Cllr Colin Barrow, the leader of Westminster City Council, outlines the extra powers that would be handed down to the Foundation Councils idea that he introduced yesterday.
Foundation councils would be given a number of additional freedoms and powers.
Power to set local fees and charges
Foundation councils would be given the freedom to set fees and charges at a sufficient level to reflect local circumstances to fully recover their costs. Take the Licensing Act 2003. The Act sets the level of fees to allow licensing authority’s recovery of their legitimate administration, inspection and enforcement costs. It didn’t give licensing authorities the freedom to set local fees at a level that would allow them to recover the real costs of implementation let alone the associated costs such as increased anti-social behaviour.
Power to generate income through freedom to trade and share services
There is confusion about the regulations governing trading and shared services which act as a barrier to local authorities wishing to generate income in this way particularly around the procurement rules surrounding the purchase of services by public bodies from local authority trading companies. It is unclear which purchases have to be competitively tendered in accordance with the EU Directives, and which purchases are excluded from these Directives.
With full freedom and clarity on how to trade and share services, local authorities could:
- Significantly increase income by trading a number of services
- Reduce costs through shared arrangements
Power to create local bye-laws
The management of the public realm is central to people's satisfaction with the local area, but also with their council. However, the current legislative and regulatory framework is complex and fragmented. This profusion of powers means that a single approach cannot be adopted. In other cases, the powers simply do not exist for local authorities to set local bye-laws to address matters of local concern.
Foundation Councils should be given a general power to manage the public realm without reference to specific enabling legislation. Under this approach a council would set out a Public Realm Management Plan which covers all areas of concern in the public realm, and which is enforceable within the area of a particular part of a local authority or local authorities. (For example, an ‘inner London’ public realm management area might incorporate all or part of several local authorities.) This would be created with an assumption that anything which is not against the law can be implemented. Put simply, this approach would allow local authority management of the public realm to reflect the way in which it is viewed by the public.
Freedoms from regulation
Even with the abolition of the CAA, local authorities are still hampered by the requirements of Ofsted and CQC and are controlled by Whitehall through directives, guidance and instruction on all aspects of service delivery. Through the setting of national policy and regulation central Government often requires local
authorities to carry out statutory assessments of the needs in their area in relation to national (rather than local) priorities. They then require local authorities to produce plans and write strategies on how they will implement these requirements.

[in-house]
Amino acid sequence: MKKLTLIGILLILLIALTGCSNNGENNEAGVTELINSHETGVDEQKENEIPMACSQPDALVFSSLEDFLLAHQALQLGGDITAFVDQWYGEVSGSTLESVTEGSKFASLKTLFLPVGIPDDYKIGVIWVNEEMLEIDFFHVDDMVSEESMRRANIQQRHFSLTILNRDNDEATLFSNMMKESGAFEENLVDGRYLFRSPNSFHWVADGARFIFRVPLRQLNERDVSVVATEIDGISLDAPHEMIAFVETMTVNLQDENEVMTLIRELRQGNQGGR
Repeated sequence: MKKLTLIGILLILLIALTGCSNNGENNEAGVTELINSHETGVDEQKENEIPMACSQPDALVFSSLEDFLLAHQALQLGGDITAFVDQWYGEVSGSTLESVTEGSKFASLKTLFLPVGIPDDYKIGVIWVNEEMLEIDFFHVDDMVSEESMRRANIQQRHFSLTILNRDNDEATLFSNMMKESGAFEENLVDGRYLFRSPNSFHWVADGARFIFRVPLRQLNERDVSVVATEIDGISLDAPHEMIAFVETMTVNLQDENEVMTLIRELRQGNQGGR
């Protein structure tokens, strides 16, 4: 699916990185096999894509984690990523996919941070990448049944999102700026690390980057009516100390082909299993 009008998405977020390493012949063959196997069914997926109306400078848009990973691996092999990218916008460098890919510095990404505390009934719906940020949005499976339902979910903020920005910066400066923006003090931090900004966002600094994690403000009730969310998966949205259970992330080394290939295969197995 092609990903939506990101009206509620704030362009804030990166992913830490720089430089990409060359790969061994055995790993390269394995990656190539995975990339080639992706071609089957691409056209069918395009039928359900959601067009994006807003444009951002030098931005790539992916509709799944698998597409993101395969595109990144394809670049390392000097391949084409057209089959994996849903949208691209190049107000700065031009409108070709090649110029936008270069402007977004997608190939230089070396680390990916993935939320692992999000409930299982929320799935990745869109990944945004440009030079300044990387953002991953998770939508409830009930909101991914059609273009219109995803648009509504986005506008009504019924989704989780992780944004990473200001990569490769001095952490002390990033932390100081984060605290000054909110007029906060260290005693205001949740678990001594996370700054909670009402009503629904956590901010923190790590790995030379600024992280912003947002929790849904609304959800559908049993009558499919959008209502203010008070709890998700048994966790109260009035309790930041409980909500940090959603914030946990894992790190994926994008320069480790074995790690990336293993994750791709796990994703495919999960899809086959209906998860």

Examples of such edicts are the Joint Strategic Needs Assessment, the Children and Young People’s Plan, Health Inequalities Strategies, Housing Needs Assessments and Homelessness Strategies to name but a few. Whitehall also defines who our partners should be, and what structures we are required to put in place to support them.
Foundation Councils would be exempt from having to produce and comply with these strategies, whose sole purpose appears to be proving to Whitehall that we are doing our jobs.
Power to Innovate
As can be seen above, the restrictions of regulation, targets and reporting seriously hamper local authorities being able to tailor their services to local demands and needs. We carry a huge bureaucratic burden of one-size fits all approaches aimed at poorly performing organisations. Over regulation, that is, regulating where it is not necessary, stifles innovation. Foundation Councils should be granted ‘exclusion zones’ where they would be exempt from inspection and statutory assessments of need to allow them to innovate.
Central government would focus on expenditure, value for money and core safeguarding duties, while local councillors would be empowered to undertake the local needs assessments they judge to be valuable, monitor the effectiveness of service delivery and be accountable to their local communities for this. This Power to Innovate would not be purely around regulation however. It would enable local authorities with a strong case for a different local service delivery model to put the case to central Government, and for there to be a presumption that central Government would formally consider the proposal.
The Power to Innovate would extend to the power to work up, either in consultation with local partners or alone, new approaches to delivering local services. Over the next few days I will detail a number of such specific proposals where we believe councils could play a key role in tackling a number of key challenges.